Donald Trump, you do not not own the military. It is not yours; you are the temporary custodian of the military; but you do not own it. The American people have entrusted you with the privilege of overseeing the military; but they have not given you the deed to it. If anything, you have a tremendous responsibility, but not an ownership deed; unless, of course, you are talking about Trump Tower or Mar-a-Lago. And those are something different altogether. The American People just paid $3 million for your latest trip to Mar-a-Lago from the White House and Melania's trip from Trump Tower.

Who owns that bill, Donald, you or the American People?

The MOAB bomb

Trump's statement to the effect that the American military is his, came in the aftermath of the Administration's dropping of the MOAB bomb earlier this week, or, as it is called, the "Mother of All Bombs." The bomb was dropped on some caves that are used as hideouts by ISIS terrorists in a remote area of Afghanistan. Trump said that "his military" had done a "very good job" and that the mission was "very successful."

The MOAB bomb is a 22,000 pound conventional weapon, (that's 11 tons), that can be very destructive. The decision to drop the bomb, which was dropped from a cargo plane, was made by top General John Nickerson, not Donald Trump.

When asked who made the decision to drop the MOAB, White House Press Secretary Sean Spicer would not answer the question and walked out of the press conference. However, it was later learned that Trump had delegated the decision to the Joint Chiefs of Staff and that Nickerson had ordered the dropping of the lethal bomb.

Sending a message?

Some observers believe that in dropping the MOAB, the Administration was sending a message to North Korean dictator Kim Jong-un that we have several MOABs and could use one or more on North Korea. However, this theory is questionable for two reasons. The first reason is that the MOAB has to be dropped from a cargo plane and that this is not possible over North Korea.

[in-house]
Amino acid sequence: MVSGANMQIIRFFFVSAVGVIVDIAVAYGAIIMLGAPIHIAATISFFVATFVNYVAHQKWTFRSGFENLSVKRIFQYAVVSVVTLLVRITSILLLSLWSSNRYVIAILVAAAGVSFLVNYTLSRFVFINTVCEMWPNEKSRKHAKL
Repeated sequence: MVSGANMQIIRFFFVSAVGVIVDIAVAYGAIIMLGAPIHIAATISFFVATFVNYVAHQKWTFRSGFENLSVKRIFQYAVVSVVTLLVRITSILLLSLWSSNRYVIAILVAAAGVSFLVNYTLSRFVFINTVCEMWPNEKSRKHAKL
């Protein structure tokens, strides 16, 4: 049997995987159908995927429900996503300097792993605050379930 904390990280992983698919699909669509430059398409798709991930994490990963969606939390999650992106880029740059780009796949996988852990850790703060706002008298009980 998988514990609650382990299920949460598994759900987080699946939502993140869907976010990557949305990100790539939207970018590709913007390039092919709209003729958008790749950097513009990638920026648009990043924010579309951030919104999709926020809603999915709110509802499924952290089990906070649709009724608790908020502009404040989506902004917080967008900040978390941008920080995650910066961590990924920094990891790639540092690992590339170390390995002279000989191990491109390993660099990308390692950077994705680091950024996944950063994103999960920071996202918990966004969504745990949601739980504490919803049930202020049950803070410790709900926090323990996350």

The second reason is that the decision to drop the 11 ton weapon was not made by the military but by the Trump Administration; although the political ramifications of the bomb-dropping do directly reflect on the Administration.

Ducks in a row

This observer's advice to Trump is to get his ducks in a row and to take the time to learn what's up. Shortly after he was sworn in as President, he learned for the first time that there are three branches of government that have "checks and balances" over each other. Now it is the time for him to learn that his role as Commander-in-Chief is just that; it is a temporary position of trust and responsibility that is provided to him by the American People. But he does not own it any more than a school principal owns a public school, or than a forest ranger owns the forest.

What a President does have

What a President does have is problems that he/she needs to solve. The President's problems range from managing (not owning) the military to managing the federal budget, to dealing with accusations of violating the Constitution from Senators, and everything in between. These are the things that the President owns: the headaches, the worries, the accusations, and the uncertainty of the nuclear age in the era of despotic dictators like Kim Jong-un, but not the military. The President, like the soldiers and officers of the Army, is a servant. And the American People are his master. It is time for Trump to learn this now before his self-indulgence and false pride adversely affect foreign relations.

By the way, Donald, just in case you are getting any ideas, it's not your White House either.

Russia's threats

Meanwhile, Trump is facing other problems. Russia has threatened retaliation against the United States for his attack on Syria. That attack, which was directly ordered by Trump, was in response to Bashar-al-Assad's chemical attack on his own people. Assad probably calls it "his military" too; but he is a dictator. This is still a republic, isn't it Donald? Just checking.